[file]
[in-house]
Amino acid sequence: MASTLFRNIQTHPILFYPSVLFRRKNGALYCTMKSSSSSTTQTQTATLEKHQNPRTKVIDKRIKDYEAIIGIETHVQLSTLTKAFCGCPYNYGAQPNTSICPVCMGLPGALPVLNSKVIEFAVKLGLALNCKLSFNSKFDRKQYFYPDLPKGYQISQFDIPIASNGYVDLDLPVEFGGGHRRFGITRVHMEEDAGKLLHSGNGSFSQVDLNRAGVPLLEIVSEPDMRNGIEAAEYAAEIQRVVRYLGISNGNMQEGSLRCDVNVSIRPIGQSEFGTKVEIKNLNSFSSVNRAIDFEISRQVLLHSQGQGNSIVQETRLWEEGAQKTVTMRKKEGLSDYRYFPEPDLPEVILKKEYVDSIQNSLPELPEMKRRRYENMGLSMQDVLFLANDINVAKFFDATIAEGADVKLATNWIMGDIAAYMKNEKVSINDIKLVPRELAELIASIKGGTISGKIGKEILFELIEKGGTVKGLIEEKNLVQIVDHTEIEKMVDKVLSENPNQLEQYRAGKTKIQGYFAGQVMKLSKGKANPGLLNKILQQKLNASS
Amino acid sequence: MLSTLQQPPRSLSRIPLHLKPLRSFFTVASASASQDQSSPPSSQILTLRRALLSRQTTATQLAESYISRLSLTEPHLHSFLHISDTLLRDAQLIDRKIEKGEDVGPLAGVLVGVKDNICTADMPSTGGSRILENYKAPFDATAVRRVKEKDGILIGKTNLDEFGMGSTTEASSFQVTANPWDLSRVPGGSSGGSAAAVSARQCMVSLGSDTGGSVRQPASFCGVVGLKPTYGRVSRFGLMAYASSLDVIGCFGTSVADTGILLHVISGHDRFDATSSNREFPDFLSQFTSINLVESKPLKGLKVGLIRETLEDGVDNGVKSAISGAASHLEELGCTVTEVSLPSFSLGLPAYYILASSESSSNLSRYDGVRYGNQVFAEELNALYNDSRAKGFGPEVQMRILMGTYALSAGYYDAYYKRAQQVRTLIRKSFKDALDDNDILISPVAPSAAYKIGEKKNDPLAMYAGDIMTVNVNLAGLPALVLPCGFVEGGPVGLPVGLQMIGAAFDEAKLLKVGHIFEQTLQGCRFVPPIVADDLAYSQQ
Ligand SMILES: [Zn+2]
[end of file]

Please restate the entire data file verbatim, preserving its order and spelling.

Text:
[in-house]
Amino acid sequence: MASTLFRNIQTHPILFYPSVLFRRKNGALYCTMKSSSSSTTQTQTATLEKHQNPRTKVIDKRIKDYEAIIGIETHVQLSTLTKAFCGCPYNYGAQPNTSICPVCMGLPGALPVLNSKVIEFAVKLGLALNCKLSFNSKFDRKQYFYPDLPKGYQISQFDIPIASNGYVDLDLPVEFGGGHRRFGITRVHMEEDAGKLLHSGNGSFSQVDLNRAGVPLLEIVSEPDMRNGIEAAEYAAEIQRVVRYLGISNGNMQEGSLRCDVNVSIRPIGQSEFGTKVEIKNLNSFSSVNRAIDFEISRQVLLHSQGQGNSIVQETRLWEEGAQKTVTMRKKEGLSDYRYFPEPDLPEVILKKEYVDSIQNSLPELPEMKRRRYENMGLSMQDVLFLANDINVAKFFDATIAEGADVKLATNWIMGDIAAYMKNEKVSINDIKLVPRELAELIASIKGGTISGKIGKEILFELIEKGGTVKGLIEEKNLVQIVDHTEIEKMVDKVLSENPNQLEQYRAGKTKIQGYFAGQVMKLSKGKANPGLLNKILQQKLNASS
Amino acid sequence: MLSTLQQPPRSLSRIPLHLKPLRSFFTVASASASQDQSSPPSSQILTLRRALLSRQTTATQLAESYISRLSLTEPHLHSFLHISDTLLRDAQLIDRKIEKGEDVGPLAGVLVGVKDNICTADMPSTGGSRILENYKAPFDATAVRRVKEKDGILIGKTNLDEFGMGSTTEASSFQVTANPWDLSRVPGGSSGGSAAAVSARQCMVSLGSDTGGSVRQPASFCGVVGLKPTYGRVSRFGLMAYASSLDVIGCFGTSVADTGILLHVISGHDRFDATSSNREFPDFLSQFTSINLVESKPLKGLKVGLIRETLEDGVDNGVKSAISGAASHLEELGCTVTEVSLPSFSLGLPAYYILASSESSSNLSRYDGVRYGNQVFAEELNALYNDSRAKGFGPEVQMRILMGTYALSAGYYDAYYKRAQQVRTLIRKSFKDALDDNDILISPVAPSAAYKIGEKKNDPLAMYAGDIMTVNVNLAGLPALVLPCGFVEGGPVGLPVGLQMIGAAFDEAKLLKVGHIFEQTLQGCRFVPPIVADDLAYSQQ
Ligand SMILES: [Zn+2]